BookReview: Guantanamo and the Abuse of Presidential Power
by Joseph Margulies, Simon & Schuster, June 27, 2006, 0743286855
"Margulies, a Minneapolis lawyer and civil rights activist, served as lead counsel in Rasul v. Bush, successfully petitioning the Supreme Court to extend the right of judicial review to all prisoners at Guantanamo Bay." (Publisher's Weekly)
I read this book with an open mind. I had the previous impression that the prisoners at Guantanamo were somehow guilty of something other than being at the wrong place at the wrong time. Indeed, that's what most of them are guilty of. Only 5% were captured by the US Military. The rest were captured by people and countries who had a vested interest in capturing people. Many of the people are innocent, and some were simply in a bad way with other terrorists who had been tortured to give names. One is a high school teacher who gave a terrorist a bad grade, and this was his way of getting even.
Many of the people have been tortured so badly that they are no in a special psychiatric wing built at the jail. The torture is psychological, not the primitive kind that involves pulling out nails (although some have been subject to this kind of torture before they were brought to the jail).
You have to read the book to understand how farcical it was for Bush to say "these guys are the worst of the worst".
The Bush Administration lost its case in the Supreme Court, but nothing has changed. Most of the people cannot be let out, because they are either crazy or would divulge the criminal treatment that they have been subject to. None has been convicted. Few have been charged. Many have gone through Combatant Status Review Tribunals (CSRTs), which are kangaroo courts that the Supreme Court just recently has said were illegal. Here's a digested transcript from the book of a CSRT:
Via Rob 2006
The Psychology of Software TestingBookReview: The Blank Slate: The Modern Denial of Human NatureBookReview: The Neuroscience of PsychotherapyVexillological Design LessonsVia RobBookReview: Psychology of Computer ProgrammingBookReview: The Emotion Machine: Commonsense Thinking, Artificial Intelligence, and the Future of the Human MindBookReview: The Return of Depression Economics and the Crisis of 2008BookReview: Last Child in the Woods: Saving Our Children From Nature-Deficit DisorderQuantifiably SimpleBookReview: Stumbling on HappinessBookReview: WARBookReview: A User's Guide to the Brain: Perception, Attention, and the Four Theatres of the BrainBookReview: Sources of Power: How People Make DecisionsBookReview: The Wisdom of Teams: Creating the High-Performance OrganizationBookReview: The War of Art: Break Through the Blocks and Win Your Inner Creative BattlesBookReview: Punished by Rewards: The Trouble with Gold Stars, Incentive Plans, A's, Praise, and Other BribesBookReview: No Right to Remain Silent: The Tragedy at Virginia TechBookReview: The Black Swan: The Impact of the Highly ImprobableBookReview: The Six Pillars of Self-EsteemBookReview: Born Standing Up: A Comic's LifeBookReview: Hackers and Painters: Big Ideas from the Computer AgeBookReview: Guantanamo and the Abuse of Presidential PowerBookReview: The Logic of Scientific DiscoveryBookReview: Out of Control: The New Biology of Machines, Social Systems, & the Economic World▶ More▲ Most Recent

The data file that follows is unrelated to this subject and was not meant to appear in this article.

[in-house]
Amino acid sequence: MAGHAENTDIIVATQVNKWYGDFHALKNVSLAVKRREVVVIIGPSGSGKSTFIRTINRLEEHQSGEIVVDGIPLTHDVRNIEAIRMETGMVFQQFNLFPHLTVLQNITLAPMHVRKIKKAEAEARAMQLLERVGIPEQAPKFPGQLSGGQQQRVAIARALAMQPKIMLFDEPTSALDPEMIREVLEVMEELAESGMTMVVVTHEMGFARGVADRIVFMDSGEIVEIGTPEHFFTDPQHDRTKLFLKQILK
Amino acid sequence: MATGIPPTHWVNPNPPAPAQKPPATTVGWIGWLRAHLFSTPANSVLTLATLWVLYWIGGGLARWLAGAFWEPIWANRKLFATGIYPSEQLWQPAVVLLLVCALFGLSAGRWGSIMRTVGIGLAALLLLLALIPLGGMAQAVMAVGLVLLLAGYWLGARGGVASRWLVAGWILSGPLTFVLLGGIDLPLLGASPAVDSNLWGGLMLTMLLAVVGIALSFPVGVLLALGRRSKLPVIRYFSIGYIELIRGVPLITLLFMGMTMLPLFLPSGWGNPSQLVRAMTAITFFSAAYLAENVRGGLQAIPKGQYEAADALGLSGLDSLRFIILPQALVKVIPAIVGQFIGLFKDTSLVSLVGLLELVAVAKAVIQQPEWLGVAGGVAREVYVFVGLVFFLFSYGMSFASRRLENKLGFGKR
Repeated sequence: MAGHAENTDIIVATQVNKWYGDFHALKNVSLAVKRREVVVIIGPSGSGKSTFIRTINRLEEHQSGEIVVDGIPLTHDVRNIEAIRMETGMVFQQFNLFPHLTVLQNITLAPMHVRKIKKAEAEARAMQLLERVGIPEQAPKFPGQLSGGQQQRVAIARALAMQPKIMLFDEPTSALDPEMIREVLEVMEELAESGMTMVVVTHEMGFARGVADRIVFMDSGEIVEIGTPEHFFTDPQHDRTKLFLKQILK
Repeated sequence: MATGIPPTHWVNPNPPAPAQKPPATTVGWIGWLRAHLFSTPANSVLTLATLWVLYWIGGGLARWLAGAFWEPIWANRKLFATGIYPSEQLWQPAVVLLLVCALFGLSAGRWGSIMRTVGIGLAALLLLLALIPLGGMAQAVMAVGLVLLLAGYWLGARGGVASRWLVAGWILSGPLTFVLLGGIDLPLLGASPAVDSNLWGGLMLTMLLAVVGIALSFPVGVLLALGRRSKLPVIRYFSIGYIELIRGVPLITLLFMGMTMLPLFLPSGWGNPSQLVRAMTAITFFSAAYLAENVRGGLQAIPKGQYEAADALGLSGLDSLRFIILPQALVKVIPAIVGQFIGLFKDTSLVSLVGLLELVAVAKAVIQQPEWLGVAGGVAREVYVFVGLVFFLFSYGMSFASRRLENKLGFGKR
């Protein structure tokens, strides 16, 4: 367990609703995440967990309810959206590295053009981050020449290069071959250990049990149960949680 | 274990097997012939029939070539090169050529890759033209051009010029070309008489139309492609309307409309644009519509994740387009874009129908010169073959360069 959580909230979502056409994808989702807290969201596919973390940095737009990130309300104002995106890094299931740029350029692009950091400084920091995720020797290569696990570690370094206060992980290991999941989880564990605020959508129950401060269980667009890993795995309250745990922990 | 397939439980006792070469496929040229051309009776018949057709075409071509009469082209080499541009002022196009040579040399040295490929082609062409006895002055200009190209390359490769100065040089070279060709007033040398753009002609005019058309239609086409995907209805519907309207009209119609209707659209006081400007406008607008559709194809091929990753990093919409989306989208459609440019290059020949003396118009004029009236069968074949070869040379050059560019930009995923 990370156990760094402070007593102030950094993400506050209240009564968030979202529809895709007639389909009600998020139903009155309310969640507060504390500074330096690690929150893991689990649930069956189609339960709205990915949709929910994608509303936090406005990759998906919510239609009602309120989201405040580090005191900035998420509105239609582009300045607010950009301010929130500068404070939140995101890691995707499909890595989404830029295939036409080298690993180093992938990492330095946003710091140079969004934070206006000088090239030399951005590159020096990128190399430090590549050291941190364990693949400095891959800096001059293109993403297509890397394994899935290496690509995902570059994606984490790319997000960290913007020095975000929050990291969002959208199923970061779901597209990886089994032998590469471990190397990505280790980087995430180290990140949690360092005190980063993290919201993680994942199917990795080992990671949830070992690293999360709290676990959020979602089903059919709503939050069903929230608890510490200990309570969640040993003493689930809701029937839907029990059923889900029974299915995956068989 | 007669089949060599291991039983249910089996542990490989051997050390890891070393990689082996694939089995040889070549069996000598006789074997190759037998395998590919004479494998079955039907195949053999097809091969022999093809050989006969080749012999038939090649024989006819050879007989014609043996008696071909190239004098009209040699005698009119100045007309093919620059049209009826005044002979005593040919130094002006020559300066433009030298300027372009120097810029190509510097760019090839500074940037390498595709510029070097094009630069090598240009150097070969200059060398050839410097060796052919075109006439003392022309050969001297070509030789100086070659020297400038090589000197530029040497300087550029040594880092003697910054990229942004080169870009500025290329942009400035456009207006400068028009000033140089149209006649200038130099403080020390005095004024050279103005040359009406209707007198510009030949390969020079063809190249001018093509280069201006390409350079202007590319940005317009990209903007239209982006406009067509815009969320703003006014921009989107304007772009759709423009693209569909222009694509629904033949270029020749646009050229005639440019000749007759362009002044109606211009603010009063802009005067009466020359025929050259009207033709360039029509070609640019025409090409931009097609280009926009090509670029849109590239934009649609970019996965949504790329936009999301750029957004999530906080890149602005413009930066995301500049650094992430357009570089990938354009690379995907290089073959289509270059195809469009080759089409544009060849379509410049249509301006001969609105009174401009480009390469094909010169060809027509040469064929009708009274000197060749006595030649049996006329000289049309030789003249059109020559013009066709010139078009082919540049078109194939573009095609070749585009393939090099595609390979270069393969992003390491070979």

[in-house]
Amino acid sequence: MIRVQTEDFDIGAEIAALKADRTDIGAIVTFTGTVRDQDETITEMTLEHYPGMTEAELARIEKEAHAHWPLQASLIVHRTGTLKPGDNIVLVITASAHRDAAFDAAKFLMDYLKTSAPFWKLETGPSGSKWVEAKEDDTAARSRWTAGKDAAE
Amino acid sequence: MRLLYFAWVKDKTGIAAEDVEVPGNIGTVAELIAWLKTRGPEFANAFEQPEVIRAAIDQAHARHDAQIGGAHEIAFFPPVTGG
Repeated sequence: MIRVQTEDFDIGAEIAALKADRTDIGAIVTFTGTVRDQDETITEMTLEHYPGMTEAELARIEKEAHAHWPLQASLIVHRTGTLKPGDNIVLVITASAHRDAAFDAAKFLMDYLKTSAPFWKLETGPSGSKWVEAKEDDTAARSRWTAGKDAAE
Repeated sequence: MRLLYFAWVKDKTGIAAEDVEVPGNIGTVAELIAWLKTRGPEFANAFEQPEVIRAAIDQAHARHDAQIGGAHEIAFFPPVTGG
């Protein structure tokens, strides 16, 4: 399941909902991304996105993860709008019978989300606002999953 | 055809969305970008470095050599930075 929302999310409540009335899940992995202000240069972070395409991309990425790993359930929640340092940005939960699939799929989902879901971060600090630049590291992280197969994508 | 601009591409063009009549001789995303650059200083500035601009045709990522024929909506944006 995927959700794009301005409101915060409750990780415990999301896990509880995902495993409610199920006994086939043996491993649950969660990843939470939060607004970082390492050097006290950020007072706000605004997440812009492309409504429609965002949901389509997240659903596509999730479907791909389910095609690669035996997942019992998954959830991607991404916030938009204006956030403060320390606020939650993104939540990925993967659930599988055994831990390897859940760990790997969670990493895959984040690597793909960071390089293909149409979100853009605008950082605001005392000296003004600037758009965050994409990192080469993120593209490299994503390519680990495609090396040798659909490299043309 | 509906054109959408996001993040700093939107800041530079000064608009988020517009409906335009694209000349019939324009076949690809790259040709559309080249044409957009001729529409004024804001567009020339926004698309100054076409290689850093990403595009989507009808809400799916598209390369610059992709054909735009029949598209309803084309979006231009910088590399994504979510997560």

|back to top||© 2018 Rob Nagler||Software by bivio|